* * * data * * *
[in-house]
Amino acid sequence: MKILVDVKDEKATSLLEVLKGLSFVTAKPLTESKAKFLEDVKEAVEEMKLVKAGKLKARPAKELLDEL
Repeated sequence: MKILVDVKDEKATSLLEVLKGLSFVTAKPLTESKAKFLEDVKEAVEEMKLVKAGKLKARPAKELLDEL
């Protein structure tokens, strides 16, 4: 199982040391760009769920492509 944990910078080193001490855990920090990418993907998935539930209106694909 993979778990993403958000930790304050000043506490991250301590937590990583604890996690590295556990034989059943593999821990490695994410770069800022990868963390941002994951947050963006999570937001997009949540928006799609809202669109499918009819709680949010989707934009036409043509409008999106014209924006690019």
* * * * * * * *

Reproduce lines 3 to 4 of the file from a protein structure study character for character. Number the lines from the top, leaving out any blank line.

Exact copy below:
Repeated sequence: MKILVDVKDEKATSLLEVLKGLSFVTAKPLTESKAKFLEDVKEAVEEMKLVKAGKLKARPAKELLDEL
């Protein structure tokens, strides 16, 4: 199982040391760009769920492509 944990910078080193001490855990920090990418993907998935539930209106694909 993979778990993403958000930790304050000043506490991250301590937590990583604890996690590295556990034989059943593999821990490695994410770069800022990868963390941002994951947050963006999570937001997009949540928006799609809202669109499918009819709680949010989707934009036409043509409008999106014209924006690019």